Foursquare. It’s just a vanity publishing tool that takes over your Twitter stream and Facebook feed right? OK, I’m as guilty as the next Foursquare user for checking in to the pub at lunchtime and telling all my Twitter followers, but Foursquare can actually be a pretty useful tool for giving visitors and residents useful information about their surroundings.
As well as being able to check into places and see where your friends are, Foursquare also allows you to leave ‘tips’ about venues for your friends and followers, so when they check into that venue (or one nearby), they’ll see this tip. I’ve left a couple of tips on my personal Foursquare account (mainly plugging nights I play at, or calling out bad service at restaurants), but I’ve always thought Foursquare tips could be really useful for our tourism team, highlighting special offers and also giving historical titbits of information about places in the district.
I never really knew how to get started with a Foursquare page until I read Joseph Stashko’s post on how he added a Foursquare page for Blog Preston. I’ll leave you to read Joseph’s explanation on how he got set up, but needless to say, the sign up process is a little bit convoluted (To be fair, Foursquare say they will be changing this soon).
That said, once I’d filled everything out, got our designer to design a header and sent it all off to Foursquare, I was up and running within a few hours (together with a nice personal response from a Foursquare staffer).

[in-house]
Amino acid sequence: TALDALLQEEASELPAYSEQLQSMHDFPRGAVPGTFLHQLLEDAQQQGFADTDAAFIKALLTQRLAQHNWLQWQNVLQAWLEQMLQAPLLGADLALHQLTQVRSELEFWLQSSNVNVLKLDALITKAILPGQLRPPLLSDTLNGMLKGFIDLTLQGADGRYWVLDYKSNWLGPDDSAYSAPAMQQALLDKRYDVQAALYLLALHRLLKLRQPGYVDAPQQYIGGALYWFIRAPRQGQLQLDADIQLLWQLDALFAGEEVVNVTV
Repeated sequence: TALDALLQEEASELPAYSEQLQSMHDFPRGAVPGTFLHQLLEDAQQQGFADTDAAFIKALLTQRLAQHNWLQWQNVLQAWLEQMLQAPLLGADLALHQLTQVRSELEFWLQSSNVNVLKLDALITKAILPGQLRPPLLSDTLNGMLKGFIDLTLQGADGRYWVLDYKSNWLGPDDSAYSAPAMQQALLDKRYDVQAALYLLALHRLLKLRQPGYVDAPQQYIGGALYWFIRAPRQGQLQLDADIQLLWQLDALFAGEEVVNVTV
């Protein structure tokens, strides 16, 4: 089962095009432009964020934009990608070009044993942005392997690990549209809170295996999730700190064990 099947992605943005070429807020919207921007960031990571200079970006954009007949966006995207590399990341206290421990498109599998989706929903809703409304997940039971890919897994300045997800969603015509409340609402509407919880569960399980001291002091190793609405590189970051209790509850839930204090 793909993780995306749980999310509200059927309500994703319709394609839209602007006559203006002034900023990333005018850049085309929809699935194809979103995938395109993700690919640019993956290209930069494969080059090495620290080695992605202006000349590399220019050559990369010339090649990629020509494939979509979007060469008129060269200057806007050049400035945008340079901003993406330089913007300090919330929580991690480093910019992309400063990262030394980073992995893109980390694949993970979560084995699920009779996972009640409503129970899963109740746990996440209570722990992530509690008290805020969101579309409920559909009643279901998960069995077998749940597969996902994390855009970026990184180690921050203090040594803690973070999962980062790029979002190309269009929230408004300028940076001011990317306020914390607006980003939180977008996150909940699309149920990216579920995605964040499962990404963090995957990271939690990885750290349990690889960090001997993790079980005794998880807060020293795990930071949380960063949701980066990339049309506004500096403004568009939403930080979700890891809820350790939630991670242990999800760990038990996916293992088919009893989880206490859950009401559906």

You can now see the results on the Visit Lichfield Foursquare page. I’ve added a few tips in and around Lichfield City with historical information that I know about personally, together with a few special offers, and I’m looking at getting a few more tips added after talking to our Green Badge guides (who know much more about Lichfield’s history than me) before launching the page officially (bizarrely, we already seem to have 600+ followers without doing any promotion, mainly people from Indonesia and New York).
However, it’s not just tourism that Foursquare can help with, I’d love to develop something like donteat.at, which uses public data on food safety inspections in New York to warn you if you’re about to eat at a place with a poor hygiene report, and if you’re a council with a lot of venues, you could leave tips about upcoming events or special offers. The only limit, as they say, is your imagination!
If anyone else has any useful tips on local gov using Foursquare, I’d love to hear them - drop me a line in the comments.